I’ve been thinking a lot in recent weeks, as many Americans have since the President’s EO barring immigrants from certain countries and all refugees. I think part of the fear people have about immigrants is that they don’t know any personally.
Having spent my career as a Social Worker I have come to know many immigrant families. In the coming days I hope to share a number of stories of some of the immigrants I have come to know in my work as a pediatric medical social worker.
First, meet Leticia, Jose, & their son, Roberto:
Having worked in various top-ranked pediatric hospitals, I have had the privilege of helping to care for and support many, many families who were here illegally, who had very sick children, who worked hard in “our” Country and who just wanted to see their children thrive in a way they had never been able to.
Jose and Leticia were two of those people (names have been changed for their protection). They first traveled to the US when they were pregnant. They lived in Honduras, and met when they were barely adults. They got pregnant, and because of violence and fear for their lives they decided to travel to the United States to give their baby a better life. The details they shared with me of that journey were terrifying. But they made it here, only to learn soon after arrival that sometime during that journey their baby had died. Leticia had miscarried. They were devastated. And they felt guilty. They felt the arduous journey had killed their baby. They believed it was their fault.
But they stayed. Jose got a job as a cook and Leticia worked cleaning the homes of some extremely wealthy people in Washington. They were able to pay for a small apartment themselves and were proud of the life they were creating here.
They got pregnant again. They were overjoyed. But that joy soon turned to fear. I met them shortly after their 20 week ultrasound when they learned that their baby boy, whom they would name Roberto, would be born with a complex heart condition.
But Roberto was born and immediately transferred to the hospital where I worked. He received impeccable care (by the medical team and his parents) and had surgery a few days after birth. He did well and began to thrive. He grew chubby and playful and his parents adored him. His dad kept his job as a cook. His mom continued to clean the homes of her clients. You see, her clients liked her so much and thought she did such a good job that they let her come very early in the morning and late at night to clean their houses so that either she or Jose was ALWAYS with Roberto.
Roberto was a beautiful boy. He was playful and outgoing. And his parents, despite speaking very little English themselves, were trying to teach him English so he wouldn’t struggle the way they did. Whenever Roberto came for check ups in the Cardiology clinic his parents would ask for “Trabajadora Christina.” (Social Worker Kristen). They just wanted to say hi and show me how well Roberto was doing. I remember Roberto’s giggles and his cheerful, “¡Hola!” It was always a joy to see them. They tolerated my mediocre Spanish and wanted to help me improve. They corrected me when I spoke incorrectly. They asked me to do the same for their English. They were so proud of the beautiful boy they were raising. And they were so grateful to be doing it in the United States.
When Roberto was about 18 months he came in for what should have been a fairly benign procedure but there were complications and Roberto ended up in the Cardiac Intensive Care Unit. He was not doing well. He was very sick. I still remember what room they were in. I still remember the look of anguish on his parents’ faces. I remember standing with them at his bedside as they sobbed and tears streamed down my own face. Roberto remained in the CICU for 10 days with no improvement. The decision was made to withdraw support.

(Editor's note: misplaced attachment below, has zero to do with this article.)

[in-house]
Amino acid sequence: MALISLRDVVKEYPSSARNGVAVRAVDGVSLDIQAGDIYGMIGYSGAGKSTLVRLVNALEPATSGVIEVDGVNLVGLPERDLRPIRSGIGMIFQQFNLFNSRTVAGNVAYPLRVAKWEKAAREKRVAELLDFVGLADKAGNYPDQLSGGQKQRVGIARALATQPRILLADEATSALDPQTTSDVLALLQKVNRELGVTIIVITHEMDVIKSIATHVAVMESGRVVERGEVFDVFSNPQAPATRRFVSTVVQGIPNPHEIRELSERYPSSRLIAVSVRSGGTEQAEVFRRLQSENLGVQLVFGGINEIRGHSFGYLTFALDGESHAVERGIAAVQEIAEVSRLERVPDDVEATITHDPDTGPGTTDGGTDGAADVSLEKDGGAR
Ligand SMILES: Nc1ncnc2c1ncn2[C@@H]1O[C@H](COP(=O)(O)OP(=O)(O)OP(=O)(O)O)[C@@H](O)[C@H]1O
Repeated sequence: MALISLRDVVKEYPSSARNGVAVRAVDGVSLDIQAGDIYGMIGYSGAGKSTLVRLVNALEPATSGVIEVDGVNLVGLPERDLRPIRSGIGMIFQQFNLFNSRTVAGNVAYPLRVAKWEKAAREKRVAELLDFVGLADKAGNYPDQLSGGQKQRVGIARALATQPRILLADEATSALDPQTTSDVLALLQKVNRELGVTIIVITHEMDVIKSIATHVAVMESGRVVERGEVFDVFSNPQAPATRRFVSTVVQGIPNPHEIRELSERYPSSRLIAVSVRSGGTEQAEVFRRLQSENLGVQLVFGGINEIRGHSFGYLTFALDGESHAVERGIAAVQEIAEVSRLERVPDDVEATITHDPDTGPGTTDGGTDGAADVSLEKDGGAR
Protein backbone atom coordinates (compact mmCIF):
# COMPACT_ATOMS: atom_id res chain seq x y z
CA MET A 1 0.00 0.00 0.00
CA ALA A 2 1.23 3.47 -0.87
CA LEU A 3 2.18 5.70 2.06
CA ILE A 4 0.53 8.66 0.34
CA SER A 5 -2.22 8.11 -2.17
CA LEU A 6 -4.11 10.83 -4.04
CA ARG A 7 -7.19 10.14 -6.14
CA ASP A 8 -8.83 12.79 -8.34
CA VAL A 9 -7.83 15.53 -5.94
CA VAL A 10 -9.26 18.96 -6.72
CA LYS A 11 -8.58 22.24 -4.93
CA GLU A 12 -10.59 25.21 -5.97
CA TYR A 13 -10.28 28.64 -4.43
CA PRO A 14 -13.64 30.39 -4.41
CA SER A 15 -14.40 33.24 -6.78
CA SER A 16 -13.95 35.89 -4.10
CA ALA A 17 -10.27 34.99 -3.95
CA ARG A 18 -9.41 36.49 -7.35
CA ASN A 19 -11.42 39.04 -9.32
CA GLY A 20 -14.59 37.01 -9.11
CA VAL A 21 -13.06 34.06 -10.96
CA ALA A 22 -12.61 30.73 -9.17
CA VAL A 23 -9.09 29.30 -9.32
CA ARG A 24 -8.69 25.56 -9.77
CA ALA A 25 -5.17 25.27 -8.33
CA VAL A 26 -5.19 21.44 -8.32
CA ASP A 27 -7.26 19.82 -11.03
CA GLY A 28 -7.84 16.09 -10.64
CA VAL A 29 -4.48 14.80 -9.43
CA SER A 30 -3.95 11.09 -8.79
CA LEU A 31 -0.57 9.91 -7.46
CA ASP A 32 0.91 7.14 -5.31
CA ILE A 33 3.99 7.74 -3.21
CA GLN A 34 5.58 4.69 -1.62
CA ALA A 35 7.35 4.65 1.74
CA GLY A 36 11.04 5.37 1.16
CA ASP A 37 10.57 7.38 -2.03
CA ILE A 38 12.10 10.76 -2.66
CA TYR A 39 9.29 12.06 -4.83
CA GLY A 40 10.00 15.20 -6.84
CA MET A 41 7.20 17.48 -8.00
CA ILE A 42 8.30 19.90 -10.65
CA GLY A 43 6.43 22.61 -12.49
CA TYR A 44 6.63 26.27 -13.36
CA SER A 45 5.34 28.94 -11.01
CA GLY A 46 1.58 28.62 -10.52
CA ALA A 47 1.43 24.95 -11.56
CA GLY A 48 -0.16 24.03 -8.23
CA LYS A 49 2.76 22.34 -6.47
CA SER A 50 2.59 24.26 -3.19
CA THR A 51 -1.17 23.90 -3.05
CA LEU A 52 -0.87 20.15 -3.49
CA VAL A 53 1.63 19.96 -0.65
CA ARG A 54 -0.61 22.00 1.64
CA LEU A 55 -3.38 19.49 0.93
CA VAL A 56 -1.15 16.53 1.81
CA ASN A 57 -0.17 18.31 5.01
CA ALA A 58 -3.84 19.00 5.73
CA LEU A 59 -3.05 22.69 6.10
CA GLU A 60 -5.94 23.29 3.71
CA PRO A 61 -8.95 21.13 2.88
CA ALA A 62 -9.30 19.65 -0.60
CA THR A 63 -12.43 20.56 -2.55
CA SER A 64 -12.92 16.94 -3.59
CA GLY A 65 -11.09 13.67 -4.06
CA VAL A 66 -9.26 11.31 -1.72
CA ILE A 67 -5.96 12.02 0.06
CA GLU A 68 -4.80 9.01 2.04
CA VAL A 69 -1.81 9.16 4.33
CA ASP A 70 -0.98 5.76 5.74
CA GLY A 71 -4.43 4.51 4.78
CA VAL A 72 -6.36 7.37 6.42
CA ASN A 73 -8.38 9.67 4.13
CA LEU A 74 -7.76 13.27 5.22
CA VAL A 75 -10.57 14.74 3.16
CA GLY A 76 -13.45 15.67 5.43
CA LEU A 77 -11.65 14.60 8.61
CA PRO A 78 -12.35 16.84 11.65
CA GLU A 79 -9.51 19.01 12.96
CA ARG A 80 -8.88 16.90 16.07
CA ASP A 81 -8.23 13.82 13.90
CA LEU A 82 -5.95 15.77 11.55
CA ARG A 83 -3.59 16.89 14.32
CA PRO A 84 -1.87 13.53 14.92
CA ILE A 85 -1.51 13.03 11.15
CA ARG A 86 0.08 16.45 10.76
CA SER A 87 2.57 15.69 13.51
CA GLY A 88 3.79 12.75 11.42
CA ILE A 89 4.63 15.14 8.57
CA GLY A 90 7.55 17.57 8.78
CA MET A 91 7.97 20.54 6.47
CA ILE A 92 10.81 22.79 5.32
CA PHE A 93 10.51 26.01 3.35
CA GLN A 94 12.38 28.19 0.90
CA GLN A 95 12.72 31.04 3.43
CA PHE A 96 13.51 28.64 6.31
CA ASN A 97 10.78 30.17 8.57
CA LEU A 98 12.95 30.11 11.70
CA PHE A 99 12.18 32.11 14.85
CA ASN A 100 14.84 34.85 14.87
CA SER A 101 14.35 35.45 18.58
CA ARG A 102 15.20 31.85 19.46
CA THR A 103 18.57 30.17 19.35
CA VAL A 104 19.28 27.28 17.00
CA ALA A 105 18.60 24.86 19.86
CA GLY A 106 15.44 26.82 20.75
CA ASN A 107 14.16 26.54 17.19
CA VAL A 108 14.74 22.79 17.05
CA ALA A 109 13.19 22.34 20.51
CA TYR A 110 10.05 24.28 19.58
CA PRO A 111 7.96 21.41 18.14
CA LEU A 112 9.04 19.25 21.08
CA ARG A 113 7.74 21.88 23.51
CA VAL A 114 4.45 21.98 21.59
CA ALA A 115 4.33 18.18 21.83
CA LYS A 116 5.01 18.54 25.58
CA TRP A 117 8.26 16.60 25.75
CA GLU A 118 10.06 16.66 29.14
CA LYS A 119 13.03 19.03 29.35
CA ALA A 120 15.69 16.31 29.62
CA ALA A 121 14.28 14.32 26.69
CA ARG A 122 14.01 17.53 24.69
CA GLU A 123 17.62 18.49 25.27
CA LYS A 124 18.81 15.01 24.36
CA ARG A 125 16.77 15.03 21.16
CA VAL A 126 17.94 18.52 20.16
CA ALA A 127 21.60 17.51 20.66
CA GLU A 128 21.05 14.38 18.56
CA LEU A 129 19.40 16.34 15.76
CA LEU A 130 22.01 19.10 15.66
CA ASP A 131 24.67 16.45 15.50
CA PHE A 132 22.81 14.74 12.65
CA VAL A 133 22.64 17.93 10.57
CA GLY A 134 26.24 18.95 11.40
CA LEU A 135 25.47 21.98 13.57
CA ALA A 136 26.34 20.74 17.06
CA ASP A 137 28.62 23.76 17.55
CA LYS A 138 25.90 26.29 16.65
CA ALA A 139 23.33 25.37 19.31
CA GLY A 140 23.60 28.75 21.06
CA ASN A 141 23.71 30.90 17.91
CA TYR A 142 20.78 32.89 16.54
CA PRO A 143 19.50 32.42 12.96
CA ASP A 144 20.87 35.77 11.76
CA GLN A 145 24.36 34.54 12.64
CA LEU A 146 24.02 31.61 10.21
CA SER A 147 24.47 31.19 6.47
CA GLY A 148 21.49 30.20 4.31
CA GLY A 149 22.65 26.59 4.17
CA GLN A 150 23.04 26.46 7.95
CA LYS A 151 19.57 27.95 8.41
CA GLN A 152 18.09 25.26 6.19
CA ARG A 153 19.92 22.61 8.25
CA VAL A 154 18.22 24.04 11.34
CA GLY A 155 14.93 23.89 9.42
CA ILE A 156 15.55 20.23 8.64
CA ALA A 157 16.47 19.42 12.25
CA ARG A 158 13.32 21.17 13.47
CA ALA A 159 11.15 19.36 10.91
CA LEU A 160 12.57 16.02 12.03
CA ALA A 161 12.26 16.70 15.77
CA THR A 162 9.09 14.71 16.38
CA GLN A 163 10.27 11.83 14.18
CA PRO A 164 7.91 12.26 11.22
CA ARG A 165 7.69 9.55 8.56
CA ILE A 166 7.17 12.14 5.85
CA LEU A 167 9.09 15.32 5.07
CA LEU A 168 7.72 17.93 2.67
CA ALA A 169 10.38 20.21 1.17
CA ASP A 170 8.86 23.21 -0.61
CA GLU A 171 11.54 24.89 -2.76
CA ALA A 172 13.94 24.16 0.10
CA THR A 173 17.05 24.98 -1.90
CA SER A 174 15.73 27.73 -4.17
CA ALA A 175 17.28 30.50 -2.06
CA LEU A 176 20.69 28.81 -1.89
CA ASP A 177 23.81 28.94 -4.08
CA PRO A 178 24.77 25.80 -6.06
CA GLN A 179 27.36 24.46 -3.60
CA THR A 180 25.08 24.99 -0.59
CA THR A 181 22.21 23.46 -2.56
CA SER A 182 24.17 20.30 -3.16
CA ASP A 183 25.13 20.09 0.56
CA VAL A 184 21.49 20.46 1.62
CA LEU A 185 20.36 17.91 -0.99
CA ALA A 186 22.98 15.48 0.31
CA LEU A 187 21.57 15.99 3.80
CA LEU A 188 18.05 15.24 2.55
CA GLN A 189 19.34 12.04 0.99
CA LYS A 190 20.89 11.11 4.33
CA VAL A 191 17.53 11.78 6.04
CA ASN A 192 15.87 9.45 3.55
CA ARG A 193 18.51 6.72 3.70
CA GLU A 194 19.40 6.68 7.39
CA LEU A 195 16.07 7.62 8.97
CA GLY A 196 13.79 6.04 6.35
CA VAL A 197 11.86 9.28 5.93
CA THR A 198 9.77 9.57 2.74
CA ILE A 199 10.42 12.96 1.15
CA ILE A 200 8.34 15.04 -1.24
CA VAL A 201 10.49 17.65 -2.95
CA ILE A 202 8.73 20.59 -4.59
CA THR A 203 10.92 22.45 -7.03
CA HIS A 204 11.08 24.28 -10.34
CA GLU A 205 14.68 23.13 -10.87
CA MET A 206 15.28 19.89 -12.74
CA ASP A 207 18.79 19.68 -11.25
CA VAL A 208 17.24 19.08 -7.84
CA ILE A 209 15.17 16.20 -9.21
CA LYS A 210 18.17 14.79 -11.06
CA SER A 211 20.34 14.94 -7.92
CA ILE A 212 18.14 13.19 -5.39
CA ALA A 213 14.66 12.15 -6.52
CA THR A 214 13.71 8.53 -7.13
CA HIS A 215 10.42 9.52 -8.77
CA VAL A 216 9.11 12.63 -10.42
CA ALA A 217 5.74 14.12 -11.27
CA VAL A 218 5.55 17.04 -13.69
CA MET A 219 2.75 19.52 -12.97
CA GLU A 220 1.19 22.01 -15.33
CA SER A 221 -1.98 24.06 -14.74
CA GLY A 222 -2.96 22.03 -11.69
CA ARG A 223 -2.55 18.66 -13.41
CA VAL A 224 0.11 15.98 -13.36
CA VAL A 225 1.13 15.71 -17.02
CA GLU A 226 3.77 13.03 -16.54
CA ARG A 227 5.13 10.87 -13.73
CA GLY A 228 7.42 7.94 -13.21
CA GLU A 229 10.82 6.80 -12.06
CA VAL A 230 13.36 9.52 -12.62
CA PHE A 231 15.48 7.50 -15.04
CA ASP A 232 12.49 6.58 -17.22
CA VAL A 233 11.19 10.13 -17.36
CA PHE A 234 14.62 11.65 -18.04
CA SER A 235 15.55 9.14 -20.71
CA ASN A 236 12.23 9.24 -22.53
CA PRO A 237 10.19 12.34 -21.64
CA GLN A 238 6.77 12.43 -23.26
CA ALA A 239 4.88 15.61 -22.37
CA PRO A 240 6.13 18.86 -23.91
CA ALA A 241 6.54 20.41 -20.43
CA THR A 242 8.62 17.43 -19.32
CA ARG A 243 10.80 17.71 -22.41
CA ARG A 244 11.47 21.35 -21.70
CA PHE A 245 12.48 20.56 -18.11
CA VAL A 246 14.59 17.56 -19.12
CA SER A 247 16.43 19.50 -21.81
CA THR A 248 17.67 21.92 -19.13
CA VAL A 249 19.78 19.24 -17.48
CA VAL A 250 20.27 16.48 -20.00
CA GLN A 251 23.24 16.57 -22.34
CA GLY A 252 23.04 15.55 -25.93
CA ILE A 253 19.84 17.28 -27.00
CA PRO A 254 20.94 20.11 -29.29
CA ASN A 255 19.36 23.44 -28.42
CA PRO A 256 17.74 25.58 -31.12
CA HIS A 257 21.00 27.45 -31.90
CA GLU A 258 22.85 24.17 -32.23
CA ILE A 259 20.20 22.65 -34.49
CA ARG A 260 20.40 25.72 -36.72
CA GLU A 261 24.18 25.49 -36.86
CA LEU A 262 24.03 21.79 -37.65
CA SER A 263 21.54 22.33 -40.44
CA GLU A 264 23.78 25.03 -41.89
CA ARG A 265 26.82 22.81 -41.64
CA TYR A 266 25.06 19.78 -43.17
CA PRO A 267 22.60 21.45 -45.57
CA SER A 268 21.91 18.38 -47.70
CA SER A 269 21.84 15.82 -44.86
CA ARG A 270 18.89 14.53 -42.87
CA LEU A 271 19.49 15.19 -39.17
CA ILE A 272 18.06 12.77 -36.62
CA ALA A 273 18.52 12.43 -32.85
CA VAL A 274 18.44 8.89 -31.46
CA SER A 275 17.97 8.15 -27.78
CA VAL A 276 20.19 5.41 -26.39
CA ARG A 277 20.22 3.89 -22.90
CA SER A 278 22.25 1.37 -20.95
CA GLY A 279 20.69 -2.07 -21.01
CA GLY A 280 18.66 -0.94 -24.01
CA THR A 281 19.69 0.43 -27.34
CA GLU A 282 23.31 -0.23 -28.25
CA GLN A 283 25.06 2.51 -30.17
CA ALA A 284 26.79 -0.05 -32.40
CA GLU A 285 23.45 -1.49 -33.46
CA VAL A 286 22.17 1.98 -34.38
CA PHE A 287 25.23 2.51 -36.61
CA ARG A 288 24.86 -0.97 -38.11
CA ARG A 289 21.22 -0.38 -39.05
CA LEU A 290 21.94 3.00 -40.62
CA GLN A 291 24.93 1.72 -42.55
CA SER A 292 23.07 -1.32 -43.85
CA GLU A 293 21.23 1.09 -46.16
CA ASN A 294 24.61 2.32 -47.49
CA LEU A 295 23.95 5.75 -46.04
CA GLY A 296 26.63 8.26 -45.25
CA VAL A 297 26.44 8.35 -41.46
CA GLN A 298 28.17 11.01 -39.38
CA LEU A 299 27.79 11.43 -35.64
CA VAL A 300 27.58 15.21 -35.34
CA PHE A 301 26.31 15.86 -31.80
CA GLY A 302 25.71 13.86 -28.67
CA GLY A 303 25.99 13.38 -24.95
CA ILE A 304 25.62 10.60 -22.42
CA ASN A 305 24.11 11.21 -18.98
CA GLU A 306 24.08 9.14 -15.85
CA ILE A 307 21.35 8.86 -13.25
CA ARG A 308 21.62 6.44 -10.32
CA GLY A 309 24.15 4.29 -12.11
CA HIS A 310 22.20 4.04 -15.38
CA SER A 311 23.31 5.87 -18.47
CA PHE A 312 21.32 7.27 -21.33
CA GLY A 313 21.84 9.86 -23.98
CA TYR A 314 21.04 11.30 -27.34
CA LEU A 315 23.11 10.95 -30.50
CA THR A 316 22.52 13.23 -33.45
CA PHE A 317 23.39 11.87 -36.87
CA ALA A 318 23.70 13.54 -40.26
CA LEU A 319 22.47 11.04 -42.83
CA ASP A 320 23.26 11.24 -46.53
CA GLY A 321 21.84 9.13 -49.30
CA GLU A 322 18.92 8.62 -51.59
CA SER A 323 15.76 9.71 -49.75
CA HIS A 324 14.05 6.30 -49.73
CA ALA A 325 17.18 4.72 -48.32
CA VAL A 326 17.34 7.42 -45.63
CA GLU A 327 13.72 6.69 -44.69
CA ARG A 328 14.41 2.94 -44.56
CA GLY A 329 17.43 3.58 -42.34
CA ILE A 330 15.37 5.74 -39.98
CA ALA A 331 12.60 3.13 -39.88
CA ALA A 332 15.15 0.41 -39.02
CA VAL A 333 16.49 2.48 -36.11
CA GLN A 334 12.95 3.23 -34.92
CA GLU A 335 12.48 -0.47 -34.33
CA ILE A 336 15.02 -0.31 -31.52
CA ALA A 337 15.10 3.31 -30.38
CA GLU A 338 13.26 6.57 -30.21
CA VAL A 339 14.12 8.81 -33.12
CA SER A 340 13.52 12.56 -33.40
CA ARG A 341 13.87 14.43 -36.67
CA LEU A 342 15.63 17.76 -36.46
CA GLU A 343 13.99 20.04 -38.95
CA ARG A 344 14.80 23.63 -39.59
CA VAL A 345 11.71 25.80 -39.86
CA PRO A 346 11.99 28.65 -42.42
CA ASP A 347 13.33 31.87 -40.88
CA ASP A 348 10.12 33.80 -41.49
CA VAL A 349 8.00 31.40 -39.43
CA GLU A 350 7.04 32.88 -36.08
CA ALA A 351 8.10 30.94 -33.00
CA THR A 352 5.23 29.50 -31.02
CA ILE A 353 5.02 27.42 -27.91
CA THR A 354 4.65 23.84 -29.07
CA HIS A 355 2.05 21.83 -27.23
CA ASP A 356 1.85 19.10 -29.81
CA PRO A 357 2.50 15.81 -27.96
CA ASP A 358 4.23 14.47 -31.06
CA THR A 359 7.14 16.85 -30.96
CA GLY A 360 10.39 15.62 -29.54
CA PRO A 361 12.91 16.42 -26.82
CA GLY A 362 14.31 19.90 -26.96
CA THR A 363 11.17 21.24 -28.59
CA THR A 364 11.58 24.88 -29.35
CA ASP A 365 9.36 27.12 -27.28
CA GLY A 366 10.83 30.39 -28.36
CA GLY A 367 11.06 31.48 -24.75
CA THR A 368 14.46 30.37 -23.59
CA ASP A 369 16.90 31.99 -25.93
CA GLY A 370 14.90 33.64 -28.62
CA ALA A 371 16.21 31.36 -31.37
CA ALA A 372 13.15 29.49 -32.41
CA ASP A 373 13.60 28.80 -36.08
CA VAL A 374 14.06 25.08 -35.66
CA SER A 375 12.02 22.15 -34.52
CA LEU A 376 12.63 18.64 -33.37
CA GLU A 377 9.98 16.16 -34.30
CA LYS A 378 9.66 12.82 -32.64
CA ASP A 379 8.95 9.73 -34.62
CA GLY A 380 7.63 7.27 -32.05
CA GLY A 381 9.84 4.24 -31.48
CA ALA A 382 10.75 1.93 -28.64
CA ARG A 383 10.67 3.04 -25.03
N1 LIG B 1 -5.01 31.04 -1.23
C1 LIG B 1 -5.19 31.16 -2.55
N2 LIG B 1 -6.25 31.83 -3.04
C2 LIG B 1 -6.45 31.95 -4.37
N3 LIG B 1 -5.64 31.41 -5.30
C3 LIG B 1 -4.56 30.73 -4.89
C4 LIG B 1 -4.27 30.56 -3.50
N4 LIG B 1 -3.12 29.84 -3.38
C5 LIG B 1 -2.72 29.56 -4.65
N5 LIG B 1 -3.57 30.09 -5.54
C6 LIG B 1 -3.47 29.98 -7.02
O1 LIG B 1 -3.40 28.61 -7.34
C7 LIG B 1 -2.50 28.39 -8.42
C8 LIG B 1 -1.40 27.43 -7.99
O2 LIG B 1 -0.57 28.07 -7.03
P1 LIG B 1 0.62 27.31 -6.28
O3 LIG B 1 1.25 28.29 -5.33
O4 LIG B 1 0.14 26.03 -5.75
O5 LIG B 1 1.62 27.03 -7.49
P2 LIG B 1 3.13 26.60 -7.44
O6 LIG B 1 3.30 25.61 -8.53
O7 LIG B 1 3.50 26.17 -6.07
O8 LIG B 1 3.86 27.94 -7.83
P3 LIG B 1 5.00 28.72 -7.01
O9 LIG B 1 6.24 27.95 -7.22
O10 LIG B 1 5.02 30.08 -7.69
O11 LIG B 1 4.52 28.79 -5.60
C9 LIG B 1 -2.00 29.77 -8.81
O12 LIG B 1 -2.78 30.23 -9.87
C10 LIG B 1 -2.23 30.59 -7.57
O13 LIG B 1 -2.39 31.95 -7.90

As Roberto died in his parents’ arms I will never forget the sound of the wail his mother made as he took his last breath. Usually I left these moments for the families to have in private. But Leticia and Jose had asked that I stay in the room. They said I knew Roberto better than anyone besides them. They wanted his “family” with them.
After Roberto died I helped find funds so that they could burry their son. Their cultural traditions did not support cremation. We discussed this option though because of the very real possibility that one day they could be forced to leave the US. But they said “This is Roberto’s home. He should stay here even if we can’t.”
I called Roberto’s parents every month to check on them. They would visit the hospital just to visit me…one of the few people who knew their son.
About two years after Roberto died I left my job when I had my own son. The fact that as a result I was unable to keep in touch with these families (hospital policy didn’t allow me to do so) is one of the greatest regrets I have about leaving my job.
I have thought a lot about Roberto, Leticia, and José and many others in recent months. I wonder if they are still here. I wonder if Leticia and José were forced by fear to leave behind Roberto. If they haven’t yet, will they?
Leticia and José may have been “illegal” by many standards. But to me, they were amazing. They were exceptional parents, hardworking, and determined. They were people who contributed to “our” country in valuable ways. They just wanted a decent life and they had that here. And why shouldn’t they be allowed to continue to have that?
When you contemplate whether “illegals” should be allowed to stay please think about Leticia and José and Roberto. And remember that they are not illegals. They are human beings with less luck than we have (as it is just luck that has made it so we were born here) but for more grit, determination, and love for this Country than most of us will ever have.